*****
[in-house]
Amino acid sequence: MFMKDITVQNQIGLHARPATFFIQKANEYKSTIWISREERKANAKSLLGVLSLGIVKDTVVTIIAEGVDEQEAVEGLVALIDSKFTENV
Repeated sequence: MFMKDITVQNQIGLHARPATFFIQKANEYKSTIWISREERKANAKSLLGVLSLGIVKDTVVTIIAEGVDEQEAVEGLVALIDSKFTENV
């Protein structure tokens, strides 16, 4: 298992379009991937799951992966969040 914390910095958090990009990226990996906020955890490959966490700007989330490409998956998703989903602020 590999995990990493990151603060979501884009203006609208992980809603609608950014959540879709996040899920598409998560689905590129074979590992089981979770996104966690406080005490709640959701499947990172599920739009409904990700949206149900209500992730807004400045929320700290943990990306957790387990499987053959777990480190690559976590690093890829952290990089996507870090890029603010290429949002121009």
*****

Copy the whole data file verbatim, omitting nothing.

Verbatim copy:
[in-house]
Amino acid sequence: MFMKDITVQNQIGLHARPATFFIQKANEYKSTIWISREERKANAKSLLGVLSLGIVKDTVVTIIAEGVDEQEAVEGLVALIDSKFTENV
Repeated sequence: MFMKDITVQNQIGLHARPATFFIQKANEYKSTIWISREERKANAKSLLGVLSLGIVKDTVVTIIAEGVDEQEAVEGLVALIDSKFTENV
């Protein structure tokens, strides 16, 4: 298992379009991937799951992966969040 914390910095958090990009990226990996906020955890490959966490700007989330490409998956998703989903602020 590999995990990493990151603060979501884009203006609208992980809603609608950014959540879709996040899920598409998560689905590129074979590992089981979770996104966690406080005490709640959701499947990172599920739009409904990700949206149900209500992730807004400045929320700290943990990306957790387990499987053959777990480190690559976590690093890829952290990089996507870090890029603010290429949002121009």